N: Good.

K: Part of the reason why I like your project and what you’re doing is because I still think a lot of white people don’t know how to differentiate black people. I think they lump us all in one group and they don’t see there is a difference from a black American to a black Caribbean person or a Caribbean American as opposed to an African American as opposed to a Cuban American. Like we can all have the same skin tone, we all have very different cultures and different backgrounds and I think that’s something that’s really important to highlight because it would be a shame for me to deny my family’s history that my parents migrated into this country from Haiti. They had to learn a whole new language, had to go to school all over again. They have very little ties to this land.

N: Totally.

K: It’s just like if anything, I want all people to understand there’s so much more to a black face and there’s a depth you wouldn’t even begin to believe.

N: Do you think this city is creating an environment for you not only as a black person but for you and your interest to create something here?

K: I feel like myself in particular, I have a really important role in San Francisco, I feel like I’m one of the people who creates brown spaces. I have a queer hip-hop party that was started on the premise of I wanted to create a space for brown people who like similar things to come and exist and be together. So I feel like I can’t leave San Francisco. I feel I have an obligation to the Bay Area, I have a duty to San Francisco because if I leave, who’s going to take that arm?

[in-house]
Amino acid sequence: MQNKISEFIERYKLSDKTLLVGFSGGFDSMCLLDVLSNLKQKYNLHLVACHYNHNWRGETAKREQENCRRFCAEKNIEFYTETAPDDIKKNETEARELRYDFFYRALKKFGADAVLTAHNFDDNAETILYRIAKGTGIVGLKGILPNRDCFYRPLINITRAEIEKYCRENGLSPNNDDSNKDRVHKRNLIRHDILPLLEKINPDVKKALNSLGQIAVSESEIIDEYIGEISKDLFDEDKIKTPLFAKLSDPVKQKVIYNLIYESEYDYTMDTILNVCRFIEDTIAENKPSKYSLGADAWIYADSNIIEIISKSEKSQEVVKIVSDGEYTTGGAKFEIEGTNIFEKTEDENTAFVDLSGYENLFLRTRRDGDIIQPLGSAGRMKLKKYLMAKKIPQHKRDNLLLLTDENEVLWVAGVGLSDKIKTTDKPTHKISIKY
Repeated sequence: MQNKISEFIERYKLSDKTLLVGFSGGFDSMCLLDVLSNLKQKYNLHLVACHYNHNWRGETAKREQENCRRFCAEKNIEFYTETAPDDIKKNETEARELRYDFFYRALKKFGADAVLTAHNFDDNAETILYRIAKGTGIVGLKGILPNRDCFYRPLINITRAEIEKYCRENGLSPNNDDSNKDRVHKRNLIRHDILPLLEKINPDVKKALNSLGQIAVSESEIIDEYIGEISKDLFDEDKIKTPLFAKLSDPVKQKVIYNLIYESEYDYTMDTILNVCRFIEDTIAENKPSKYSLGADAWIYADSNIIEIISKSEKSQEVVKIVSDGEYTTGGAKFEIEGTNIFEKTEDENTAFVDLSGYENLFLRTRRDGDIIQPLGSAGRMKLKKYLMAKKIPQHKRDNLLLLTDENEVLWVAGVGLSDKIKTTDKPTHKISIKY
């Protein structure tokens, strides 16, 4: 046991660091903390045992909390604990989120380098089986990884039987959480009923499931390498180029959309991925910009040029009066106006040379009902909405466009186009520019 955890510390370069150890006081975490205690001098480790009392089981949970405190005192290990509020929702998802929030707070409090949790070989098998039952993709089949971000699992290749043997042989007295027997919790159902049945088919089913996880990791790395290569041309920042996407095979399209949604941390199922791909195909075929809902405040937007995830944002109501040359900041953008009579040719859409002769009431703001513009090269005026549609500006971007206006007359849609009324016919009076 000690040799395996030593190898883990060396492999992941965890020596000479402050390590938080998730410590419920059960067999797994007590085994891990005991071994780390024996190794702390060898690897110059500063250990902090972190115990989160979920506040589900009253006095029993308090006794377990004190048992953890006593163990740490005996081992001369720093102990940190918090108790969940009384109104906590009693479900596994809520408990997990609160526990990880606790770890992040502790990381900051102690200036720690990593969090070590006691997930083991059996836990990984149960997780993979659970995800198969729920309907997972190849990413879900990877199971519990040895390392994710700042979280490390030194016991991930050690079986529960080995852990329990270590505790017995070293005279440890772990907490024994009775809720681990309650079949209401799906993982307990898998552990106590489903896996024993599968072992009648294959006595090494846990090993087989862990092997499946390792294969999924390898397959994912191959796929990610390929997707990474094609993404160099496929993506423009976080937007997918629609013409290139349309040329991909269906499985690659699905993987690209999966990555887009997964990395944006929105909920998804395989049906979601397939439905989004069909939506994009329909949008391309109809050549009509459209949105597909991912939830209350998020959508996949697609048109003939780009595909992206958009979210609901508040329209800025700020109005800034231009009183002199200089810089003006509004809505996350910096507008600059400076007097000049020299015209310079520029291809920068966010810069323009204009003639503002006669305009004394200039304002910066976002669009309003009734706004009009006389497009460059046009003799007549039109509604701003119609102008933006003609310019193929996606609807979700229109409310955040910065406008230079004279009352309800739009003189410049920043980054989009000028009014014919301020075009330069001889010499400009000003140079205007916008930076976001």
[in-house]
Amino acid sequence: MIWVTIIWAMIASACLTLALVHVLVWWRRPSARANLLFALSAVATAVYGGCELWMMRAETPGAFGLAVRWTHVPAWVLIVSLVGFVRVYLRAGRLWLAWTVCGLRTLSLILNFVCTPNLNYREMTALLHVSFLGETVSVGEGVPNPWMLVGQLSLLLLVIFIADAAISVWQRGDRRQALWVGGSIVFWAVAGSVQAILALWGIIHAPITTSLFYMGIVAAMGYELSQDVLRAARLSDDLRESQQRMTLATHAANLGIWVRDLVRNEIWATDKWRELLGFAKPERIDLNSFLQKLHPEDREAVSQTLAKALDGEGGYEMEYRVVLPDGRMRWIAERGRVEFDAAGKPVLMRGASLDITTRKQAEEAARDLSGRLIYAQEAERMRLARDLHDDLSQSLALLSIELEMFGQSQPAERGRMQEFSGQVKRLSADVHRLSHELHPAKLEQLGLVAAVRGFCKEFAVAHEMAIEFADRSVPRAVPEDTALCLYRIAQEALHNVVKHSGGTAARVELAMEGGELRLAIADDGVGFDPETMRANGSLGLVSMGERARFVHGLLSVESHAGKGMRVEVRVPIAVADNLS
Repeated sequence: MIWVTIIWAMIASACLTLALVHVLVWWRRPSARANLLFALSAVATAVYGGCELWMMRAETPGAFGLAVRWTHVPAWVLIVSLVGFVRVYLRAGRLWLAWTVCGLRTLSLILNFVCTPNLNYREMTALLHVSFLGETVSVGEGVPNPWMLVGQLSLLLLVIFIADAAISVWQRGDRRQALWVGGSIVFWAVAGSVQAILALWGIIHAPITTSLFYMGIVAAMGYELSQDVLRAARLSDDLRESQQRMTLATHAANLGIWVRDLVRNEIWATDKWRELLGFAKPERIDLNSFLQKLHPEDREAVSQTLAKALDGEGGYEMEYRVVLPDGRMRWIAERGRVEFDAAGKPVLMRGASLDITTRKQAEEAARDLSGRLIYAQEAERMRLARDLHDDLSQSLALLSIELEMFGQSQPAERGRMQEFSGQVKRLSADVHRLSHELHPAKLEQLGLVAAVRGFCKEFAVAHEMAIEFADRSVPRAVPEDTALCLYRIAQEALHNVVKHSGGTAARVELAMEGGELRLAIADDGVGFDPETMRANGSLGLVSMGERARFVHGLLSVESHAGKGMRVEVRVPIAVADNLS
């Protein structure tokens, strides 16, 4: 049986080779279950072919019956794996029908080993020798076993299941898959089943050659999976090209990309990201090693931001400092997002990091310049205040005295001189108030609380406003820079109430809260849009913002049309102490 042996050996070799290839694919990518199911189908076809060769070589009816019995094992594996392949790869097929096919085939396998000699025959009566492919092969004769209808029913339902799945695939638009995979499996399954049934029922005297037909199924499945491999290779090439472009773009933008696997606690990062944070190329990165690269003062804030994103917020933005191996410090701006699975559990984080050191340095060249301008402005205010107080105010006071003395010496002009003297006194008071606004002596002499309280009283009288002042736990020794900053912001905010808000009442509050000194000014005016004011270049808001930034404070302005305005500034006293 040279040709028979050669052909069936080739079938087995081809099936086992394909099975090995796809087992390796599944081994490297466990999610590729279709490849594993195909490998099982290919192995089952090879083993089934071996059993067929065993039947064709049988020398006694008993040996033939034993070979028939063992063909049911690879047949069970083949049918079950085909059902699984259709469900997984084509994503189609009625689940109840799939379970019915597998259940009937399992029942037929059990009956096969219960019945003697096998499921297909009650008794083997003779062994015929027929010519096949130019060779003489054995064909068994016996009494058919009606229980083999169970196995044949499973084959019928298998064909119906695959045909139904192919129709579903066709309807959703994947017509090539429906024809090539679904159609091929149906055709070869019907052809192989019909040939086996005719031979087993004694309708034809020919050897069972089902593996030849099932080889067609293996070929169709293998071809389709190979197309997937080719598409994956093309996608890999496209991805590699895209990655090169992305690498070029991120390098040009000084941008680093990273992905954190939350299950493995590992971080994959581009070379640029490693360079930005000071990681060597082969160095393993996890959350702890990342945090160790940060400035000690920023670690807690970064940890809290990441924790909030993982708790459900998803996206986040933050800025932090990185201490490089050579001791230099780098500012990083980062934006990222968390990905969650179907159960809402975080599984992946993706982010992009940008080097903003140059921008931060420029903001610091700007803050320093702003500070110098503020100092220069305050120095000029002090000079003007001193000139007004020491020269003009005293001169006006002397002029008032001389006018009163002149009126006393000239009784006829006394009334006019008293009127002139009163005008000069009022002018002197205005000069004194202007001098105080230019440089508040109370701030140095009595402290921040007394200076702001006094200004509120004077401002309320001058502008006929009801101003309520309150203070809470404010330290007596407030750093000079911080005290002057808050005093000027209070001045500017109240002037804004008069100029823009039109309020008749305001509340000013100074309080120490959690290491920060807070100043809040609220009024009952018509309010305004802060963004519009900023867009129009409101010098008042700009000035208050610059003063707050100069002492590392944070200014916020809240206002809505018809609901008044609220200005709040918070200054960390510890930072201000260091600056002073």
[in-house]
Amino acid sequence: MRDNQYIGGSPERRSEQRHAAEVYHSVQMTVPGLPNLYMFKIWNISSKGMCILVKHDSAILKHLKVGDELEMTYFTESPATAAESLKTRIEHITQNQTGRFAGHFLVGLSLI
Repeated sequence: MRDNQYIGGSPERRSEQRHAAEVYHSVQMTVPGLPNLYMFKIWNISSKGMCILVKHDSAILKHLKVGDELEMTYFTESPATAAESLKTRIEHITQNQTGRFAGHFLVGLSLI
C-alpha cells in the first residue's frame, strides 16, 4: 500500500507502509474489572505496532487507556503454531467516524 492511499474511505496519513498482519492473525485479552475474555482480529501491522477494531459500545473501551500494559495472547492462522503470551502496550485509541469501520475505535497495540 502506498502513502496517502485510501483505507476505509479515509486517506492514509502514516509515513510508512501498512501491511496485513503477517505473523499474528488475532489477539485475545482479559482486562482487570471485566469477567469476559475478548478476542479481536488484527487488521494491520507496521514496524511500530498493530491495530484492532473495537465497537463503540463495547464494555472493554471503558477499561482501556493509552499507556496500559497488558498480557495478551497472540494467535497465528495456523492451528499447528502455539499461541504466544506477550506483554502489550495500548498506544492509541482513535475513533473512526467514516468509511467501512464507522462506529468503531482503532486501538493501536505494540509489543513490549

N: What do you hope to create?

K: Well I think my partner and I since we’re not only an interracial couple, we’re international couple, we’re trying to create a lifestyle for ourselves where we can be mobile, where we can have several homes. So San Francisco will forever be one of our homes. I don’t ever foresee myself leaving San Francisco. I feel like San Francisco  would be always the place that I returned to. I will probably always keep an apartment in San Francisco. I want to have a home base here.

N: Well nice. Thank you, Kelly.

K: You’re welcome.

Do yourself a favor and allow yourself to be a part of the scene Kelly has created. Join him at his bi-monthly queer hip-hop party, Swagger Like Us.   Or if you’re far away, visit him and co-producer Caitlin Donohue at ahdm4u.com.

Want to be profiled for Black Faces in SF? Email me at blackfacesinsf@gmail.com

Major love to @byrdwatch & @gurlwhereyouat for having me and @companycubed for an amazzzzzing shoot last night for their new site #ahdm4u !!! Stay tuned.